Improving Cyber Defense Education Through National Standard Alignment: Case Studies

Improving Cyber Defense Education Through National Standard Alignment: Case Studies

Ping Wang (Robert Morris University, USA), Maurice Dawson (Illinois Institute of Technology, USA) and Kenneth L. Williams (American Public University System, USA)
Copyright: © 2019 |Pages: 14
DOI: 10.4018/978-1-5225-7912-0.ch005

Abstract

There has been a fast-growing demand for cybersecurity professionals to defend cyber space and information systems. With more and more programs and course offerings in cybersecurity popping up in higher education, it is important to have a consistent and reliable quality standard to guide and evaluate the training and preparation of qualified cyber defense workforce. The national Centers of Academic Excellence in Cyber Defense Education (CAE-CDE) designation program jointly sponsored by the US National Security Agency (NSA) and Department of Homeland Security (DHS) is a rigorous national standard with specific criteria for maintaining the quality of cybersecurity education. This article explains the CAE-CDE program criteria and requirements and discusses the important role of the special designation in improving cyber defense education and workforce development. This article illustrates the educational value and quality impact of the CAE-CDE program with three case studies: (1) University of Missouri – St. Louis; (2) American Public University; and (3) Robert Morris University.
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1. Introduction

This paper uses case studies to explore the important topic of how to improve the quality of cyber defense education in the United States through national standard alignment. Cyber defense is the core aspect of Cybersecurity, which has been a fast-growing career field and an important area with increasing demand and opportunities for higher education. Information security analyst is only one of the cybersecurity career titles. According to U.S. Department of Labor Bureau of Labor Statistics (BLS), employment of information security analysts is projected to grow 28% from 2016 to 2026, much faster than the average growth rates of 7% for all occupations and 13% for all computer related occupations (U.S. Department of Labor, 2018).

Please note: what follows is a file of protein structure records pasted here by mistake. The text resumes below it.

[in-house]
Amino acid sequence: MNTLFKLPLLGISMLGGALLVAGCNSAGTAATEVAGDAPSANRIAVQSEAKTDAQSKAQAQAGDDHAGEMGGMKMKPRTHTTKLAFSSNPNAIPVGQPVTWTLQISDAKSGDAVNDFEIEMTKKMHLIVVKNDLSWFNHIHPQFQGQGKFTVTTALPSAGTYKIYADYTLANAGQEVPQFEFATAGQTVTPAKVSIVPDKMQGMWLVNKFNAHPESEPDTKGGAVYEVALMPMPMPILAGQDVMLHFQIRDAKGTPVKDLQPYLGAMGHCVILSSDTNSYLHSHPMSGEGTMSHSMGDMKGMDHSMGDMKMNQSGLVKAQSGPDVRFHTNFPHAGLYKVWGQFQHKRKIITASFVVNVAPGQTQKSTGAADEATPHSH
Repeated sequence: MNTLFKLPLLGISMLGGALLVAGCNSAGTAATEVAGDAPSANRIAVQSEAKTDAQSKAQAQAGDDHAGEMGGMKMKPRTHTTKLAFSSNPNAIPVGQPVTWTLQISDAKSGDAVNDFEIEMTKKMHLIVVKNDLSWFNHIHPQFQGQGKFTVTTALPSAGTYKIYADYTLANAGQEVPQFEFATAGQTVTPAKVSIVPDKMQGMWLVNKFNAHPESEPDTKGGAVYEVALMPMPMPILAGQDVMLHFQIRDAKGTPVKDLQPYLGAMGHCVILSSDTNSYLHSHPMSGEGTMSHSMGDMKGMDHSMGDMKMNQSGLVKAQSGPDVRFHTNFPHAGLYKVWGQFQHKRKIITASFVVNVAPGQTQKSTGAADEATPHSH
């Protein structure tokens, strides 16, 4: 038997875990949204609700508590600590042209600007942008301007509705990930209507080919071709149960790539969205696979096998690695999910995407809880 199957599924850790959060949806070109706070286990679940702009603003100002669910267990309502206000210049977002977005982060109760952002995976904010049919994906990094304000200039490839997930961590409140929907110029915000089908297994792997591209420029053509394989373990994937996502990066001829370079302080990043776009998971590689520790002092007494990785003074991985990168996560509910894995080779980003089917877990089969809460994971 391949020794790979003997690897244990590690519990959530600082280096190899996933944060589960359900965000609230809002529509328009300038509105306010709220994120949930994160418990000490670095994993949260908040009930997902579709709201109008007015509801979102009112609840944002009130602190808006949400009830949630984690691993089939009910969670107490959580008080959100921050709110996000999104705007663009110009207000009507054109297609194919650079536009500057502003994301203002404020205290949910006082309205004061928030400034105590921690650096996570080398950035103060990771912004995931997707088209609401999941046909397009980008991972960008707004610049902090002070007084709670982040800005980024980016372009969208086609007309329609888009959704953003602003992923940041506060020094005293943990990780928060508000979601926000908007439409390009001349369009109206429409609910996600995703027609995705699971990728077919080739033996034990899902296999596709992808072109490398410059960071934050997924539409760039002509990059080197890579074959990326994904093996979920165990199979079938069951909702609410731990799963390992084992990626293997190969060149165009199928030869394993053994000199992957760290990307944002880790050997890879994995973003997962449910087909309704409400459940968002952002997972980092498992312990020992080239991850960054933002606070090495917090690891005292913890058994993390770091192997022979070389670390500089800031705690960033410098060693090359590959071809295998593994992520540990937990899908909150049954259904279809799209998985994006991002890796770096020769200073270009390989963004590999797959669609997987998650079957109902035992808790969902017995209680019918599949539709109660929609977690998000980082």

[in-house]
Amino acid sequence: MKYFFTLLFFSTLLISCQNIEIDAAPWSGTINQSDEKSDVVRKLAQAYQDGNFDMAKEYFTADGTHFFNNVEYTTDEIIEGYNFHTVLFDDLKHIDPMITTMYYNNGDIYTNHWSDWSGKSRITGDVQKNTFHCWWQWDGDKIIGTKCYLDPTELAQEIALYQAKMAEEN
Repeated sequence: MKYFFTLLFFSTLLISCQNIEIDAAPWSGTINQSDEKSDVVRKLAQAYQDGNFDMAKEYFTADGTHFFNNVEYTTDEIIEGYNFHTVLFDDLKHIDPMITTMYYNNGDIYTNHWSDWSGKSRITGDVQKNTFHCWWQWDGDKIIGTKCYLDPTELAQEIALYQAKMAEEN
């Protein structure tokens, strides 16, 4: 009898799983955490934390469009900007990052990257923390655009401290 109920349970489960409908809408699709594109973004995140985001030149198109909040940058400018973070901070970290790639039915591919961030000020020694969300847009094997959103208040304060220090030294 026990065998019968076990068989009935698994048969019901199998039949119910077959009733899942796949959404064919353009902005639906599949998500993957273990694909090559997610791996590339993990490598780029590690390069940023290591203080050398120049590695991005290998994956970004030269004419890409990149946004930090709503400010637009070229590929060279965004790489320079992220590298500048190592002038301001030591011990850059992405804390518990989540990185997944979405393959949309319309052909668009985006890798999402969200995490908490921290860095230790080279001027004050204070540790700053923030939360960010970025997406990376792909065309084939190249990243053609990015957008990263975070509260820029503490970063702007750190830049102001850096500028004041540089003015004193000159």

The latest cybersecurity workforce framework published by the National Initiative for Cybersecurity Education (NICE) recognizes the growing need for an integrated cybersecurity workforce with technical and non-technical roles for organizations to address their cybersecurity challenges and implement their missions and business processes connected to cyberspace. The NICE Cybersecurity Workforce Framework (NCWF) emphasizes that “academic institutions are a critical part of preparing and educating the cybersecurity workforce” (National Initiative for Cybersecurity Education, 2017). A recent study shows that top U.S. universities were failing at cybersecurity education with a lack of cybersecurity requirements for graduates and a slow change in curriculum and courses (White, 2016). However, it is encouraging to see more and more 2-year and 4-year academic institutions have started to offer cybersecurity degree programs and courses across the country. Quality assurance is needed for cybersecurity-related degree programs to meet high cybersecurity academic standards in order to prepare the graduates for the growing number of cybersecurity positions (National Initiative for Cybersecurity Careers and Studies, 2017).

The national Centers of Academic Excellence in Cyber Defense Education (CAE-CDE) designation program jointly sponsored by the US National Security Agency (NSA) and Department of Homeland Security (DHS) is a national quality standard for certifying and maintaining high quality of cybersecurity education with rigorous and consistent requirements for program evaluation and close alignment to specific cybersecurity knowledge units. Out of over 5300 colleges and universities in the U.S., only about 200 of them have achieved the CAE-CDE designation status. Attendance at a CAE school will give students confidence in learning, and a degree from a CAE school will give employers confidence in hiring (National Initiative for Cybersecurity Careers and Studies, 2017).

This paper will describe the background for CAE-CDE program, highlight the important application and designation criteria, and use the case study methodology to present three different cases of academic institutions with different CAE status: University of Missouri – St. Louis (UMSL), American Public University System (APUS), and Robert Morris University (RMU). The goal of the study is to illustrate the important role of the CAE designation and the application process in improving the quality of cybersecurity education and workforce preparation at these institutions through alignment of a national standard for quality control.

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